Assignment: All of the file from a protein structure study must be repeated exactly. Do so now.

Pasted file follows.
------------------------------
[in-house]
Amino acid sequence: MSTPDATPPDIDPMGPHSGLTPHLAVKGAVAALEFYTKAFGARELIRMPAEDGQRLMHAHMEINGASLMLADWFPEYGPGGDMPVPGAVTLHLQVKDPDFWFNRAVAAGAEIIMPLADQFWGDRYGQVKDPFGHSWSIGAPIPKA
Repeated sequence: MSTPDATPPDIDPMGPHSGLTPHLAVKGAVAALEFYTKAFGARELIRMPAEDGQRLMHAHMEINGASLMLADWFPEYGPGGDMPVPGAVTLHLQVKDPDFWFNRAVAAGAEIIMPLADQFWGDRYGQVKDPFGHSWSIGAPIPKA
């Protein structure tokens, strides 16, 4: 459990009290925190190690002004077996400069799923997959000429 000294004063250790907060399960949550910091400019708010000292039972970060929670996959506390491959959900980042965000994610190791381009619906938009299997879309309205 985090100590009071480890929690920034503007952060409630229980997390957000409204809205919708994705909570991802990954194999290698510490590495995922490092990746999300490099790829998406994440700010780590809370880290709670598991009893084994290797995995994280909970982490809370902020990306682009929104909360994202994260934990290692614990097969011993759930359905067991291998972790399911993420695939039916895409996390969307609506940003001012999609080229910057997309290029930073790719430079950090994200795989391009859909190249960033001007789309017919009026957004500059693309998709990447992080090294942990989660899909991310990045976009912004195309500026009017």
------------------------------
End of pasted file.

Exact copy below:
[in-house]
Amino acid sequence: MSTPDATPPDIDPMGPHSGLTPHLAVKGAVAALEFYTKAFGARELIRMPAEDGQRLMHAHMEINGASLMLADWFPEYGPGGDMPVPGAVTLHLQVKDPDFWFNRAVAAGAEIIMPLADQFWGDRYGQVKDPFGHSWSIGAPIPKA
Repeated sequence: MSTPDATPPDIDPMGPHSGLTPHLAVKGAVAALEFYTKAFGARELIRMPAEDGQRLMHAHMEINGASLMLADWFPEYGPGGDMPVPGAVTLHLQVKDPDFWFNRAVAAGAEIIMPLADQFWGDRYGQVKDPFGHSWSIGAPIPKA
């Protein structure tokens, strides 16, 4: 459990009290925190190690002004077996400069799923997959000429 000294004063250790907060399960949550910091400019708010000292039972970060929670996959506390491959959900980042965000994610190791381009619906938009299997879309309205 985090100590009071480890929690920034503007952060409630229980997390957000409204809205919708994705909570991802990954194999290698510490590495995922490092990746999300490099790829998406994440700010780590809370880290709670598991009893084994290797995995994280909970982490809370902020990306682009929104909360994202994260934990290692614990097969011993759930359905067991291998972790399911993420695939039916895409996390969307609506940003001012999609080229910057997309290029930073790719430079950090994200795989391009859909190249960033001007789309017919009026957004500059693309998709990447992080090294942990989660899909991310990045976009912004195309500026009017």